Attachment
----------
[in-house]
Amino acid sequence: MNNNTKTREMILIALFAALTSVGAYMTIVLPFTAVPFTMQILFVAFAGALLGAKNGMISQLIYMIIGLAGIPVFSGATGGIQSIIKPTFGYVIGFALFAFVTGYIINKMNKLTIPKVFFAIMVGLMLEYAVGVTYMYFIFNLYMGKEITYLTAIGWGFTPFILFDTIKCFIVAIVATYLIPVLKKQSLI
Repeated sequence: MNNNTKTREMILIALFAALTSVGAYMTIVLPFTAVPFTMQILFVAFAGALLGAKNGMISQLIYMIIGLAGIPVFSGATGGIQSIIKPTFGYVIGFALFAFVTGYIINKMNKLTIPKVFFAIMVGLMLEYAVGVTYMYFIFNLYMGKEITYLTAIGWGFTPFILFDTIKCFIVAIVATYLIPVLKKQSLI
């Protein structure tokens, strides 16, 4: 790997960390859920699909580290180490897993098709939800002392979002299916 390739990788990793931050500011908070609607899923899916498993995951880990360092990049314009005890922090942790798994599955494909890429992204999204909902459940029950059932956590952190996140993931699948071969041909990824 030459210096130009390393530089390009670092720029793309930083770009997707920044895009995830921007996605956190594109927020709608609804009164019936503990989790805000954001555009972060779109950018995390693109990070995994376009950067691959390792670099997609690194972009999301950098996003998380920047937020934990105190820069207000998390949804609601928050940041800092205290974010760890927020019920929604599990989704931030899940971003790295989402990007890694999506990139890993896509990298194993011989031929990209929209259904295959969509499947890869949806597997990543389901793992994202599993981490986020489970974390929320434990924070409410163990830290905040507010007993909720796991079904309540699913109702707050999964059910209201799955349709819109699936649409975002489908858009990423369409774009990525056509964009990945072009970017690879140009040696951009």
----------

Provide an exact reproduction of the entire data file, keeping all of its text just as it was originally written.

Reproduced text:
[in-house]
Amino acid sequence: MNNNTKTREMILIALFAALTSVGAYMTIVLPFTAVPFTMQILFVAFAGALLGAKNGMISQLIYMIIGLAGIPVFSGATGGIQSIIKPTFGYVIGFALFAFVTGYIINKMNKLTIPKVFFAIMVGLMLEYAVGVTYMYFIFNLYMGKEITYLTAIGWGFTPFILFDTIKCFIVAIVATYLIPVLKKQSLI
Repeated sequence: MNNNTKTREMILIALFAALTSVGAYMTIVLPFTAVPFTMQILFVAFAGALLGAKNGMISQLIYMIIGLAGIPVFSGATGGIQSIIKPTFGYVIGFALFAFVTGYIINKMNKLTIPKVFFAIMVGLMLEYAVGVTYMYFIFNLYMGKEITYLTAIGWGFTPFILFDTIKCFIVAIVATYLIPVLKKQSLI
């Protein structure tokens, strides 16, 4: 790997960390859920699909580290180490897993098709939800002392979002299916 390739990788990793931050500011908070609607899923899916498993995951880990360092990049314009005890922090942790798994599955494909890429992204999204909902459940029950059932956590952190996140993931699948071969041909990824 030459210096130009390393530089390009670092720029793309930083770009997707920044895009995830921007996605956190594109927020709608609804009164019936503990989790805000954001555009972060779109950018995390693109990070995994376009950067691959390792670099997609690194972009999301950098996003998380920047937020934990105190820069207000998390949804609601928050940041800092205290974010760890927020019920929604599990989704931030899940971003790295989402990007890694999506990139890993896509990298194993011989031929990209929209259904295959969509499947890869949806597997990543389901793992994202599993981490986020489970974390929320434990924070409410163990830290905040507010007993909720796991079904309540699913109702707050999964059910209201799955349709819109699936649409975002489908858009990423369409774009990525056509964009990945072009970017690879140009040696951009």